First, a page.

Health System Resilience in Lebanon: A Consistent Progress amidst Political Instability- June 2019
Despite the ongoing insecurity climate and socio-political instability for decades, the Lebanese healthcare system has been able to sustain achievements among which, controlling and preventing outbreaks, ensuring universal accessibility to essential quality care, decreasing out of pocket expenditures and lowering of maternal and child mortality (achievement of MDGs 4 and 5). Five years into the Syrian crisis, the Lebanese health system is still showing considerable resilience, despite the unprecedented increase of demand and strain on the healthcare system. The continuous focus on non-emergency reforms in the health sector shows that progress in achieving strategic goals has been maintained against all odds. It is, hence, noteworthy to look at the main historical stages of the health system development following the 1975-1989 civil war.
The after civil-war years of the 90s represented a period of assessment and planning, while setting basic administrative systems and reorganizing the MOPH. During this period, important studies were conducted including the Households’ Health Utilization and Expenditures Survey, the PAPFAM and PAPChild surveys, the National Health Accounts and many others. This endeavor led to identifying problems and setting priorities, of which:
Improving quality of health services.
Containing cost of health care and reducing its financial burden on households.
Reorienting health services towards promotion and prevention and ensuring universal access to Primary Health Care.
Reducing price and improving quality of pharmaceuticals.
On the other hand, the political system based on power-sharing among political forces and distribution of benefits on a confessional basis, resulted in a widespread practice of favoritism and clientelism in government institutions. This required a professional response paying particular attention to improving governance while focusing on:
Building a well trained team of health professionals among MOPH staff and find ways for motivation and protecting them from political interferences.
Introducing innovative governance mechanisms to overcome fragmentation of health financing and provision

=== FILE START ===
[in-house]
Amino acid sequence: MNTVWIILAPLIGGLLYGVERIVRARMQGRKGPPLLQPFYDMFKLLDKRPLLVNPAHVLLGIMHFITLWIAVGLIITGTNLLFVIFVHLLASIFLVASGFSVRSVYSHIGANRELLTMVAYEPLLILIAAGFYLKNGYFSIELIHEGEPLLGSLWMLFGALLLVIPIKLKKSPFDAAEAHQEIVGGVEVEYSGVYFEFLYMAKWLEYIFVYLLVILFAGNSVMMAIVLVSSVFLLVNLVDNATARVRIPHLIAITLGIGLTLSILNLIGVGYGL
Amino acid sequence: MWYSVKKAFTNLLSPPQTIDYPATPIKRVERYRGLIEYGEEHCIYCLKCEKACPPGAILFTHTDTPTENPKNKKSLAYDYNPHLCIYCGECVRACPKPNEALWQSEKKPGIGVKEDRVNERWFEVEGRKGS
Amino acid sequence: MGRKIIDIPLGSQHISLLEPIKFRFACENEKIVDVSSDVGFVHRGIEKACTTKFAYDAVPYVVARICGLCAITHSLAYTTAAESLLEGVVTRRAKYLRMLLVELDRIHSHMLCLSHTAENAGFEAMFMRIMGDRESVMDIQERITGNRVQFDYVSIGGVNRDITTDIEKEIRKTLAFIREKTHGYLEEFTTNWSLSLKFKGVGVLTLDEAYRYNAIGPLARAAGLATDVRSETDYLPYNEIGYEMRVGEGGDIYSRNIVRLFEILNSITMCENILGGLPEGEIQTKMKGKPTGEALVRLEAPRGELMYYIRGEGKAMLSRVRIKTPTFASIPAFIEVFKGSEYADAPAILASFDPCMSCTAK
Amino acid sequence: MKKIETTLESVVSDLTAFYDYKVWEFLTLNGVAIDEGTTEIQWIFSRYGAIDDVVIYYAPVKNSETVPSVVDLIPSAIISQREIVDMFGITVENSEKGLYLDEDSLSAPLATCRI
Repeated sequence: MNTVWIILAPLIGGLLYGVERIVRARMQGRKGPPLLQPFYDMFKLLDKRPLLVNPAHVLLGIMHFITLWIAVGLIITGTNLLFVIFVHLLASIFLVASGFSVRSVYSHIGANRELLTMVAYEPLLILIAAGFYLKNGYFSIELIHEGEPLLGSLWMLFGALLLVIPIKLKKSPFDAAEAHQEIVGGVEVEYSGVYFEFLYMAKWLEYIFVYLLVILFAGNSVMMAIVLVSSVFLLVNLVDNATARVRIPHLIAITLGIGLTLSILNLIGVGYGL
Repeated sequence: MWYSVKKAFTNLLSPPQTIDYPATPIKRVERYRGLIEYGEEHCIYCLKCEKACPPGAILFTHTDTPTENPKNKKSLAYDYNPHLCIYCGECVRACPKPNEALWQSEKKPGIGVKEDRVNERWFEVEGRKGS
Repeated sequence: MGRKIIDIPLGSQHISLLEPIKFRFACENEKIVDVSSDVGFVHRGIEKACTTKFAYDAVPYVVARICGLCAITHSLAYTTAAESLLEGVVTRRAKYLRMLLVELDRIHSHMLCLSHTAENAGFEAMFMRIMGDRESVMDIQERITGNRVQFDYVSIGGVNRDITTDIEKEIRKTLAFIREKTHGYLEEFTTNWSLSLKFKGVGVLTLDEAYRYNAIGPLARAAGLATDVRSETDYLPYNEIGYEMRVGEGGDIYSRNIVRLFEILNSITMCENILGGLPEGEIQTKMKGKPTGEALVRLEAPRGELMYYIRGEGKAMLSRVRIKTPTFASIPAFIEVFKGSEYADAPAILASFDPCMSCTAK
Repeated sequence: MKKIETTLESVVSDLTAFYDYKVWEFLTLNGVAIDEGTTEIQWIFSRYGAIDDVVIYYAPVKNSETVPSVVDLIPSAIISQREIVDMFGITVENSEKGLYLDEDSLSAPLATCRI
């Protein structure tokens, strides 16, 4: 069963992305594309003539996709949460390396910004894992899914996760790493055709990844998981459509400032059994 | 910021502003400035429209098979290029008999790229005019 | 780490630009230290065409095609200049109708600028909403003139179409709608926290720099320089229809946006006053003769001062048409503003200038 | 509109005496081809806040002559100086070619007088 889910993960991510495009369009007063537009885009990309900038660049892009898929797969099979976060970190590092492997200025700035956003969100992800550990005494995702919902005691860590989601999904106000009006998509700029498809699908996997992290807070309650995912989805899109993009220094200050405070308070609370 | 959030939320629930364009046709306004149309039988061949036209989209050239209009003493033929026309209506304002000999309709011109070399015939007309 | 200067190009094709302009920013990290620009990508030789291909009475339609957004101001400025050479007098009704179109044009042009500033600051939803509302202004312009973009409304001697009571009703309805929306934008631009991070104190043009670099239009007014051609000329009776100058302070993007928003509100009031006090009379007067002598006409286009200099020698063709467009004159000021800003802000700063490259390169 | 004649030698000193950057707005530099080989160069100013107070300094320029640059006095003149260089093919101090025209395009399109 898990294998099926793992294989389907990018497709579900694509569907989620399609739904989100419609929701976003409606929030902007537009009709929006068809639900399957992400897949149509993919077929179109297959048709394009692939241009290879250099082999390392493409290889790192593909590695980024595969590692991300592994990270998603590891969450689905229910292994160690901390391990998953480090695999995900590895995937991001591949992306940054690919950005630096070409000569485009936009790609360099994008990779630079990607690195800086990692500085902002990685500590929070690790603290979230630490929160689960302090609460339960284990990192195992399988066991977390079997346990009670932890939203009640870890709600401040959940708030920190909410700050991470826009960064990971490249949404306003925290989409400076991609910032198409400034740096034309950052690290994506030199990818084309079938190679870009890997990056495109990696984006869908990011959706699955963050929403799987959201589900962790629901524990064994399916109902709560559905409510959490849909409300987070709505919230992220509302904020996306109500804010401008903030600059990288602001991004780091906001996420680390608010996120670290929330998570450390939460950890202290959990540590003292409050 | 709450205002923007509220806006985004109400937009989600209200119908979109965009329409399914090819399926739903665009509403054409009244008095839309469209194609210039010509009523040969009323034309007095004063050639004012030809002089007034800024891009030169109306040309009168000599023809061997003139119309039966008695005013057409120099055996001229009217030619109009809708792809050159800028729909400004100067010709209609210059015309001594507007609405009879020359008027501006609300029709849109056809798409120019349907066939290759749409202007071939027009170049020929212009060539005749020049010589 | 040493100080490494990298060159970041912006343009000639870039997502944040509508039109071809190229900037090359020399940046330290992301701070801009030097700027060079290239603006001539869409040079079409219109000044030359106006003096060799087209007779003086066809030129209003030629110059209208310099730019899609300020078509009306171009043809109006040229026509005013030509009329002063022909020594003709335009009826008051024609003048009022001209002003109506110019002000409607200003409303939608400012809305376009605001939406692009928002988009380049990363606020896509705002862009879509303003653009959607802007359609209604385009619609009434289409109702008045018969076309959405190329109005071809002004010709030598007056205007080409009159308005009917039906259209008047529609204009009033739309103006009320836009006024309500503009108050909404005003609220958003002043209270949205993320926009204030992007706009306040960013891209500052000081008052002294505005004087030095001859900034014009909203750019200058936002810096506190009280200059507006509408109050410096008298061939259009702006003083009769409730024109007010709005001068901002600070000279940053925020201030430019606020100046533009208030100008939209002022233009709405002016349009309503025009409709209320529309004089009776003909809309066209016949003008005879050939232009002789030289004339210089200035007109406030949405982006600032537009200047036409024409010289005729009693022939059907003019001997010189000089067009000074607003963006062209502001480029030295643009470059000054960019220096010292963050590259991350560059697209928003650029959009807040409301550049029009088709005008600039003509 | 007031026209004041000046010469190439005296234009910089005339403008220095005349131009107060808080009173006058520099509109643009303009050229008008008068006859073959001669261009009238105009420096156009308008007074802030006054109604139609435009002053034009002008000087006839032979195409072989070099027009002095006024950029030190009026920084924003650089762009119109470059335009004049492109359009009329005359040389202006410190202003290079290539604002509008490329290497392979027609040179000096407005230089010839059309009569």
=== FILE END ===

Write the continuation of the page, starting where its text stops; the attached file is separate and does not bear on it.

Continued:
Promoting scientific approach for impartial assessment and performance contracting to face political and confessional favoritism.
The 2000-2010 denoted the era of innovative institutional arrangements, through the involvement of all stakeholders in the execution of the national strategy and programmes implementation. The post 2000 period brought meaningful achievements, such as:
Enhancing Transparency through Website and Mobile Application development.
Simplification of procedures through automation of the administrative transactions and implementation of the e-Services platform.
Improving Accountability using a unified mechanism to receive and follow up on complaints.
Strengthening primary healthcare and promoting essential drugs
Scaling up Epidemiological Surveillance and Response.
Enforcement of public hospitals autonomy.
Execution of human resources strategy, that focused on yielding production of nursing graduates. And post-graduate training of health controllers, medical inspectors and PHC physicians.
Upgrading the registration of pharmaceuticals and revisiting the pricing structure.
Implementation of the WHO Good Governance for Medicines Programme (GGM) and The Quality Assurance of Pharmaceutical Products Programme (QAPPP).
The accreditation of hospitals and PHC centers.
The performance contracting with hospitals and containing cost of hospital care, including:
The creation of a Unified Beneficiaries Database, its maintenance & updating
Development of the visa system, its decentralization and linkage to database.
Setting of a financial ceiling in every contract between hospitals and the MOPH.
Utilization review and introducing incentives through new payment mechanisms.
Since 2010, studies have been consistently providing evidence on the significant positive impact of health reform policies, and tangible achievements became more and more recognized.
In the WHO World Health Report 2010, the case of Lebanon was documented as a success story in how to decrease total health spending in % of GDP by lowering, mainly, out of pocket spending, while at the same time improving health indicators. This validates the sound health policy of strengthening PHC and rationalizing the cost of hospital services, while promoting the MOPH regulatory capacity.
Box 4.2. Lebanon’s reforms: improving health system efficiency, increasing coverage and lowering out-of-pocket spending In 1998 Lebanon spent 12.4% of its GDP on health, more than any other country in the Eastern Mediterranean Region. Out-of-pocket payments, at 60% of total health spending, were also among the highest in the region, constituting a significant obstacle to low-income people. Since then, a series of reforms has been implemented by the Ministry of Health to improve equity and efficiency.
The key components